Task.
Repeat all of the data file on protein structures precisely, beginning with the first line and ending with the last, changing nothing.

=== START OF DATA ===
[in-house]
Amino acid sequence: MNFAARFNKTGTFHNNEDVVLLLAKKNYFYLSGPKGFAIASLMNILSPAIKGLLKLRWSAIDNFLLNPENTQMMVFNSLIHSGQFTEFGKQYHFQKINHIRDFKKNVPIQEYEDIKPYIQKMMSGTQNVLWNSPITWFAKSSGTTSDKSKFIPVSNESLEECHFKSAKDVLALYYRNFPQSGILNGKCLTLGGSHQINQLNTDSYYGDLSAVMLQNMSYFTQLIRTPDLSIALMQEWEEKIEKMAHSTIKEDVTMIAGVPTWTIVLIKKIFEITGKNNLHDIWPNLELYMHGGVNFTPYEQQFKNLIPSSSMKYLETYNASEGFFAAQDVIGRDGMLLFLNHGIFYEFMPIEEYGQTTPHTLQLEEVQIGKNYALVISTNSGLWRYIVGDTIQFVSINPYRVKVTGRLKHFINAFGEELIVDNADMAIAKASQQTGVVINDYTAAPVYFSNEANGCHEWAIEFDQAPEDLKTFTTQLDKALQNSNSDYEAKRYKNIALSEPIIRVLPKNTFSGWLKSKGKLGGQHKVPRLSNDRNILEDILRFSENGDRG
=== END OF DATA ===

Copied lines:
[in-house]
Amino acid sequence: MNFAARFNKTGTFHNNEDVVLLLAKKNYFYLSGPKGFAIASLMNILSPAIKGLLKLRWSAIDNFLLNPENTQMMVFNSLIHSGQFTEFGKQYHFQKINHIRDFKKNVPIQEYEDIKPYIQKMMSGTQNVLWNSPITWFAKSSGTTSDKSKFIPVSNESLEECHFKSAKDVLALYYRNFPQSGILNGKCLTLGGSHQINQLNTDSYYGDLSAVMLQNMSYFTQLIRTPDLSIALMQEWEEKIEKMAHSTIKEDVTMIAGVPTWTIVLIKKIFEITGKNNLHDIWPNLELYMHGGVNFTPYEQQFKNLIPSSSMKYLETYNASEGFFAAQDVIGRDGMLLFLNHGIFYEFMPIEEYGQTTPHTLQLEEVQIGKNYALVISTNSGLWRYIVGDTIQFVSINPYRVKVTGRLKHFINAFGEELIVDNADMAIAKASQQTGVVINDYTAAPVYFSNEANGCHEWAIEFDQAPEDLKTFTTQLDKALQNSNSDYEAKRYKNIALSEPIIRVLPKNTFSGWLKSKGKLGGQHKVPRLSNDRNILEDILRFSENGDRG